Neil Robertson reached the summit of world snooker in 2010 with a brilliant performance to win the World Championship. The Australian was renowned for his attacking approach on the table that earned him a lot of plaudits, although success on the major stage eluded him in the early stages of his career.
Robertson made a breakthrough in the 2009 campaign by storming his way to the semi-finals, only to be beaten by Shaun Murphy. However, he returned a year later and produced inspired snooker to win the World Championship for the first time, overcoming Graeme Dott in the final by an 18-13 margin at the Crucible Theatre.
At the age of 28, Robertson was expected to be a force at the top of the game, but he has failed to add to his crown despite his immense talent. Robertson has been backed at +550 in the Betfair snooker betting odds to win the 2022 World Championship, although it would take a drastic change in fortunes for the 39-year-old at the event as he has failed to deliver on snooker’s major stage since his triumph. In 11 competitions since winning the crown, Robertson has never reached the final, coming closest in 2014 when he was knocked out in the last four by Mark Selby. For the past three years on the bounce, the Australian has exited the World Championship in the quarter-finals.
Robertson’s defeat last year was all the more surprising considering that he was in outstanding form heading into the event. The left-hander enjoyed great success in ranking tournaments, beginning with a surge to the final of the English Open. He then defeated Judd Trump in a thriller in the UK Championship, capitalising on a key mistake from the Englishman to snatch the crown. Robertson secured the second instalment of the Triple Crown by beating Trump. The Australian was rampant at the Tour Championship, easing his way past Kyren Wilson, Selby and Ronnie O’Sullivan to claim his second victory of the season in a ranking event.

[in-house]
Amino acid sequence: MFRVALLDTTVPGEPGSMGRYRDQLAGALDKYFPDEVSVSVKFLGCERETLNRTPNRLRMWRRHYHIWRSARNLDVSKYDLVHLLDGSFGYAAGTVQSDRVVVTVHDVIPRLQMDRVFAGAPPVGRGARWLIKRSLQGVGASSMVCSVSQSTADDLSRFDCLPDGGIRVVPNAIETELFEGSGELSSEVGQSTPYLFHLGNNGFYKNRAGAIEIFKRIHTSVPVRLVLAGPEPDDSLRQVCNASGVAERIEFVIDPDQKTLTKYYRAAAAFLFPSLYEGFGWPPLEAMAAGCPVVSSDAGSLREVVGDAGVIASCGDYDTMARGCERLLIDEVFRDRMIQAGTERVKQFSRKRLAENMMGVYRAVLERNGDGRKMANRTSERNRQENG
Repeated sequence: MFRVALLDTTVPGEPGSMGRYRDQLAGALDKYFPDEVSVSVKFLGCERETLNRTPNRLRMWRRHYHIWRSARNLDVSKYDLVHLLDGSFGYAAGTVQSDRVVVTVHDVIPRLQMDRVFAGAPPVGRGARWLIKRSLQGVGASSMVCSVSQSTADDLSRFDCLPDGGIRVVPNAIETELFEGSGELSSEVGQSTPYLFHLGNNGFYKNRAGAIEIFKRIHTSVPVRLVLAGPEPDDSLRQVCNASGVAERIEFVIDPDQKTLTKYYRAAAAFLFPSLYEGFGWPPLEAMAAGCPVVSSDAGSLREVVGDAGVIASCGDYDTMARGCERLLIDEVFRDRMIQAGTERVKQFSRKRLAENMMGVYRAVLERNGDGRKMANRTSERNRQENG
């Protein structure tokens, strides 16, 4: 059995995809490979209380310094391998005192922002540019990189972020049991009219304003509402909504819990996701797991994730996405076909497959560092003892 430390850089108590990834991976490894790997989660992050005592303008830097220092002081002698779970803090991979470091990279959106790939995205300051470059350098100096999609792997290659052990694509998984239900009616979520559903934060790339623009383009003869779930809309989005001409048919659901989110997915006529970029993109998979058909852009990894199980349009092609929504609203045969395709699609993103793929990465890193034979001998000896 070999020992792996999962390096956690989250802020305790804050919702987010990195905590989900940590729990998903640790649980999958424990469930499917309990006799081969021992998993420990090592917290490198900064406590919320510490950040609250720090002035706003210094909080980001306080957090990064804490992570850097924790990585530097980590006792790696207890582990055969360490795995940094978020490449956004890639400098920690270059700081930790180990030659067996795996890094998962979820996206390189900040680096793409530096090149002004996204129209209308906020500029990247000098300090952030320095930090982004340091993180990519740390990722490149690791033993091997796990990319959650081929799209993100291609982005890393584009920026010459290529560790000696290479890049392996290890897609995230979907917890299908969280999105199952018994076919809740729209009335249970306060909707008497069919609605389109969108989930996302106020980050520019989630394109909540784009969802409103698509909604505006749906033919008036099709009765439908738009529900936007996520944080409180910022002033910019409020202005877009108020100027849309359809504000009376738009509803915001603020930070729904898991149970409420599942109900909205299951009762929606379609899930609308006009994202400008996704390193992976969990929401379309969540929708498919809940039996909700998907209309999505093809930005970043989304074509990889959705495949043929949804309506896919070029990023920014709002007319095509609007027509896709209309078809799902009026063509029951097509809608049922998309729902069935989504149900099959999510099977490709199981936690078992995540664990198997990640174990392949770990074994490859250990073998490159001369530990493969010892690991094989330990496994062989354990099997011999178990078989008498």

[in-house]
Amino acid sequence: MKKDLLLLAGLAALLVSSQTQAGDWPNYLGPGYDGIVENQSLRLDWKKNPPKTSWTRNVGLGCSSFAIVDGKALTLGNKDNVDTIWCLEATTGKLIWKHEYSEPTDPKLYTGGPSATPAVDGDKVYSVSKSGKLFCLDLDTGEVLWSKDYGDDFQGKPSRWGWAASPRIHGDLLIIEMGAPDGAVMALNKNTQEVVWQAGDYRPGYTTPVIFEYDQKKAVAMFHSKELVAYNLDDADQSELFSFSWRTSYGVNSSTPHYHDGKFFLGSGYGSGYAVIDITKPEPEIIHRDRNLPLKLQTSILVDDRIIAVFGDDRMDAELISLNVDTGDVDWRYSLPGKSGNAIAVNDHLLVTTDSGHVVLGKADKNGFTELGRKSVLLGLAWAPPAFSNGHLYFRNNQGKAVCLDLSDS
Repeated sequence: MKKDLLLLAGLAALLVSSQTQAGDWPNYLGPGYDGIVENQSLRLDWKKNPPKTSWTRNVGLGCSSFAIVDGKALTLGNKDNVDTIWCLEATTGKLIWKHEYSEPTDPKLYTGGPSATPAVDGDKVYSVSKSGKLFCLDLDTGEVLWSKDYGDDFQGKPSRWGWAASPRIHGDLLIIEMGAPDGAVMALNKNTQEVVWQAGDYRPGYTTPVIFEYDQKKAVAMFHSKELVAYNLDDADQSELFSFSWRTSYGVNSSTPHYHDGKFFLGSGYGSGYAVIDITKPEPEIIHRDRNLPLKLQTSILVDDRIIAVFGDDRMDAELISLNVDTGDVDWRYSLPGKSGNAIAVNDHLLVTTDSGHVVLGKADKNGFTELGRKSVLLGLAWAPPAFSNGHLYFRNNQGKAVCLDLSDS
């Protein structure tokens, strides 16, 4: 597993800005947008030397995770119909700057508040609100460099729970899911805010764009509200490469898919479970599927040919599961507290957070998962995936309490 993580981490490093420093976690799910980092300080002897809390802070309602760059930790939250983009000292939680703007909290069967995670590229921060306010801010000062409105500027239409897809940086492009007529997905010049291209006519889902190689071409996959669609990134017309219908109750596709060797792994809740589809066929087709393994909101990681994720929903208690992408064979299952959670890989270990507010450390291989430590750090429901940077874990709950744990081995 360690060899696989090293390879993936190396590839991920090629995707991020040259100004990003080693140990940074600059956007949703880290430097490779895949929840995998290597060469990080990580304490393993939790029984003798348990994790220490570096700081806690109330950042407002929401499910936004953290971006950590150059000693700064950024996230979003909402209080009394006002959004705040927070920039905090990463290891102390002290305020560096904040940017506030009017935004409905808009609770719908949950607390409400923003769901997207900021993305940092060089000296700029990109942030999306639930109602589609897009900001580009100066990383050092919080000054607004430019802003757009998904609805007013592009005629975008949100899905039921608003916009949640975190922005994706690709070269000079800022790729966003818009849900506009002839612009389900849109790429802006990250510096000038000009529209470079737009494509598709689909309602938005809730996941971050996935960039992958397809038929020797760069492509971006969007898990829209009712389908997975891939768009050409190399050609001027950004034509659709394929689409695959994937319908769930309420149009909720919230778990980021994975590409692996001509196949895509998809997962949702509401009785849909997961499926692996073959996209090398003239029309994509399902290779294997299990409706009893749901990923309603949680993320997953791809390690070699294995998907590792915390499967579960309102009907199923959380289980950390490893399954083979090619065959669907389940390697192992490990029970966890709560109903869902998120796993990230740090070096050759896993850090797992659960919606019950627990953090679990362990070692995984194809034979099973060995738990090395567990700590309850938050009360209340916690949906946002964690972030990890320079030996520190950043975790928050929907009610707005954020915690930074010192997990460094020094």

He showed no signs of slipping in the opening two rounds of the World Championship, cruising into the quarter-finals by beating Liang Wenbo and Jack Lisowski in the opening two rounds. However, Wilson got revenge for his Tour Championship defeat to send the number three seed on his way with a 13-8 triumph at the Crucible.
Robertson is now preparing to end his drought at the 12th time of asking, and he has displayed his excellence and consistency on the World Snooker Tour by winning the 21st ranking crown of his career at the English Open. The Australian earned a semblance of revenge by defeating Wilson in the last eight before edging past Mark King. John Higgins lay in wait in the final, but the Australian was clinical when it mattered the most to edge out the Scot. Greater challenges will be on the horizon for Robertson, but he needs to ensure that he brings his best to the World Championship to justify his outstanding talent around the table. One world crown is not enough for a player of his calibre.